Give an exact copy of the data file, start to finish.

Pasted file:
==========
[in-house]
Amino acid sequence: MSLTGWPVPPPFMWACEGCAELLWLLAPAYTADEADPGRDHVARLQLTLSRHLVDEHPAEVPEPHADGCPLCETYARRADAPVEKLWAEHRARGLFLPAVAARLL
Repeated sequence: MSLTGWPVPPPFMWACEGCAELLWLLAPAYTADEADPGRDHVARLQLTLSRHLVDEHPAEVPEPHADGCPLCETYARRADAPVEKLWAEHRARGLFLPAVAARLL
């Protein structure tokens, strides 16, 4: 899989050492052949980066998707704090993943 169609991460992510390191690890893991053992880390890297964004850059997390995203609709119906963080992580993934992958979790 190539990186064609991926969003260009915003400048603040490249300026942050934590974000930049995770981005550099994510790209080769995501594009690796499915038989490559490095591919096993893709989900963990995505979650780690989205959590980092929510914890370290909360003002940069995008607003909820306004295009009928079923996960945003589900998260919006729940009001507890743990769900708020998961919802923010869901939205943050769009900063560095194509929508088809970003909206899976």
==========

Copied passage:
[in-house]
Amino acid sequence: MSLTGWPVPPPFMWACEGCAELLWLLAPAYTADEADPGRDHVARLQLTLSRHLVDEHPAEVPEPHADGCPLCETYARRADAPVEKLWAEHRARGLFLPAVAARLL
Repeated sequence: MSLTGWPVPPPFMWACEGCAELLWLLAPAYTADEADPGRDHVARLQLTLSRHLVDEHPAEVPEPHADGCPLCETYARRADAPVEKLWAEHRARGLFLPAVAARLL
């Protein structure tokens, strides 16, 4: 899989050492052949980066998707704090993943 169609991460992510390191690890893991053992880390890297964004850059997390995203609709119906963080992580993934992958979790 190539990186064609991926969003260009915003400048603040490249300026942050934590974000930049995770981005550099994510790209080769995501594009690796499915038989490559490095591919096993893709989900963990995505979650780690989205959590980092929510914890370290909360003002940069995008607003909820306004295009009928079923996960945003589900998260919006729940009001507890743990769900708020998961919802923010869901939205943050769009900063560095194509929508088809970003909206899976």